Attention deficit/hyperactivity disorder (ADHD), also called Attention Deficit Disorder (ADD), is a hot topic when it comes to kids’ health these days. Because ADD symptoms in children can appear to just be normal “kidlike” behavior and because they differ from one child to the next, the disorder is sometimes hard to pin down. ADD is usually diagnosed in early childhood, before seven years of age, and is seen in children of six to eleven years old.

The three major symptoms which could trigger you to have your child checked out for ADD are inattention, impulsiveness, and hyperactivity. These symptoms are then divided into two categories of behavior: inattentive behavior and hyperactive-impulsive behavior. Children can show symptoms from just one category or from both. Kids with ADD take up a lot of physical activity.

Examples of symptoms used to define ADD in children who fall under the “inattentive behavior” category:

1. They have a hard time paying attention to detail

2. Maintaining attention in studies and activities is difficult or impossible

3. They rarely follow instructions given by parents and children.

4. They make careless mistakes in homework or often avoid schoolwork altogether.

5. They tend to forget daily activities

6. They tend to forget/lose things like books, pencils, etc.

7. They find it difficult to organize daily tasks and activities.

8. They are easily distracted by irrelevant sounds and sights.

9. They repeatedly bounce from one activity to the next, forgetting the previous one altogether in the process. This obviously creates problems for teachers and parents.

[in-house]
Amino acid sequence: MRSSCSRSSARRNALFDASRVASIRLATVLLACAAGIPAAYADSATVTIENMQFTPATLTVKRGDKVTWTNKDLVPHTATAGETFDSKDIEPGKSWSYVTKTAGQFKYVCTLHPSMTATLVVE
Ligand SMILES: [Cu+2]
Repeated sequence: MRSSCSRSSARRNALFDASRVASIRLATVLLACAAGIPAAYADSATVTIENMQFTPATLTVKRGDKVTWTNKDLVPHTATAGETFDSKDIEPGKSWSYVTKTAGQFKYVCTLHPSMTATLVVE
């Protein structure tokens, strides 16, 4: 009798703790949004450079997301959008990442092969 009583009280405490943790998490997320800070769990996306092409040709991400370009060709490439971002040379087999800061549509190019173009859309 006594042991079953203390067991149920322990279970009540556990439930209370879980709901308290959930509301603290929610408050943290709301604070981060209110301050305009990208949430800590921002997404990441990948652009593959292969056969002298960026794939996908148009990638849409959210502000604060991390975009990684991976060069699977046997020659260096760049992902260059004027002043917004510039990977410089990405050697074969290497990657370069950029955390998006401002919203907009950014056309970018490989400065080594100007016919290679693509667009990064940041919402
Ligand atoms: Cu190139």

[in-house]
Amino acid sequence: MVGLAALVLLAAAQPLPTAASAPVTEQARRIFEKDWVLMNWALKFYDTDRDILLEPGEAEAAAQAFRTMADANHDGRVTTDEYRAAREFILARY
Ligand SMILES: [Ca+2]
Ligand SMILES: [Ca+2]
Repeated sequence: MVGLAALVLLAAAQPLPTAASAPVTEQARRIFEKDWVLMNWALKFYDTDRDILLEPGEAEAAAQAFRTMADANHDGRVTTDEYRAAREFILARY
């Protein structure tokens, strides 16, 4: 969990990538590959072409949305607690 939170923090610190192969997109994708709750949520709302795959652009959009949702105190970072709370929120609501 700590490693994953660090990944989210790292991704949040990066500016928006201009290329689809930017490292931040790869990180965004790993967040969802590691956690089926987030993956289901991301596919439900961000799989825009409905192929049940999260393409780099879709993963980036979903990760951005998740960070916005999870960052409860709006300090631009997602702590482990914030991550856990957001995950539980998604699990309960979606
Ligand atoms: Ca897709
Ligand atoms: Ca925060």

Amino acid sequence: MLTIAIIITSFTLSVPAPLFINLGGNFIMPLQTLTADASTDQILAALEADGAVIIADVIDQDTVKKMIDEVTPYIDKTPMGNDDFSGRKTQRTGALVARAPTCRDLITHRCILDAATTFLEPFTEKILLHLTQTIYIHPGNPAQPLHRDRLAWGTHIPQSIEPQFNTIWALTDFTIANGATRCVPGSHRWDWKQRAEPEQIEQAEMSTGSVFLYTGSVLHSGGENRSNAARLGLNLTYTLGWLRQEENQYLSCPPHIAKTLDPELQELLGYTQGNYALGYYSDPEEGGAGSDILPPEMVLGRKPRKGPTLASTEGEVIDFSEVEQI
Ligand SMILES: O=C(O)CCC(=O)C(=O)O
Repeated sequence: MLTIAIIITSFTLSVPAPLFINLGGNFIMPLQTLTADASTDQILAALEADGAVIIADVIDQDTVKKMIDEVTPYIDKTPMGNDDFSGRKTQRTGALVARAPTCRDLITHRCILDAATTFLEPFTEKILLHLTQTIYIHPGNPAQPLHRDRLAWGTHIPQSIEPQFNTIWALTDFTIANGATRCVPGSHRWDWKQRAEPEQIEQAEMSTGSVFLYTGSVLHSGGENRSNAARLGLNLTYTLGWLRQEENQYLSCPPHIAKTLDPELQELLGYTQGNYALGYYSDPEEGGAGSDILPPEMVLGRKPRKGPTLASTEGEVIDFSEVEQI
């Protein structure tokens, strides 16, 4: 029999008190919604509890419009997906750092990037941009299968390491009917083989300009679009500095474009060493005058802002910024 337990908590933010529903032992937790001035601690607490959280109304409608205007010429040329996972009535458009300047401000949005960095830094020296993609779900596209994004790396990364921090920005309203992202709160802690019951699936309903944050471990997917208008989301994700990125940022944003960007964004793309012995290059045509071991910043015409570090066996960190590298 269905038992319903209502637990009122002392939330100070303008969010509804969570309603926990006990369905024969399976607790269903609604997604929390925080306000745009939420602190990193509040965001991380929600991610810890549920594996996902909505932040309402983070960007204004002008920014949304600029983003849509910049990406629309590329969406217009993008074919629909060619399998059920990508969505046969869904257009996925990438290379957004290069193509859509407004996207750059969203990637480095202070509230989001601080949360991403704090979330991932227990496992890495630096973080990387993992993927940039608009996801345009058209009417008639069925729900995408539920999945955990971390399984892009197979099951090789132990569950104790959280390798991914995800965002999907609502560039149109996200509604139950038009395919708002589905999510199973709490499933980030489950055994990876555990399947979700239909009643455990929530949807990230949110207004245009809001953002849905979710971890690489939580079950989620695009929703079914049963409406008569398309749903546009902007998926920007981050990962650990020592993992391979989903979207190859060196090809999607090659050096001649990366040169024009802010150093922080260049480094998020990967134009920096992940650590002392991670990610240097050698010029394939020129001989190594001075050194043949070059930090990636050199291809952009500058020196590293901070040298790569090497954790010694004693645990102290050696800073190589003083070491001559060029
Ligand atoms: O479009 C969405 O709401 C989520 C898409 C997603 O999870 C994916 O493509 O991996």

10. However, they are able to give undivided attention to the activities of their choice, so there is a degree of choice in their behavior.

The following are the ADD symptoms that fall under the hyperactive/impulsive category:

1) They are often restless and fidget a lot. They are constantly in motion, even when sitting down.

2) They talk excessively and, when asked a question, blurt out the answer before the question has been asked.

3)They often intrude on other people’s activities.

ADD symptoms not only differ from child to child but also (sometimes greatly) from girls to boys. Boys are about three times more likely than girls to be diagnosed with ADD, though it’s not yet understood why and there is a bit of controversy surrounding this difference. While girls often daydream and generally just find it difficult to pay attention in the classroom, boys suffering from ADD are more likely to be on the hyperactive side.

Boys are less likely to listen to teachers and elders. It’s important to note that not all children who are hyperactive and inattentive in school or at home suffer from ADD. If the above-mentioned symptoms of ADD are pretty constant for more than six months, it’s probably a good idea to let your doctor know. ADD symptoms in children are constantly being researched and studied in order to develop suitable therapy and treatments.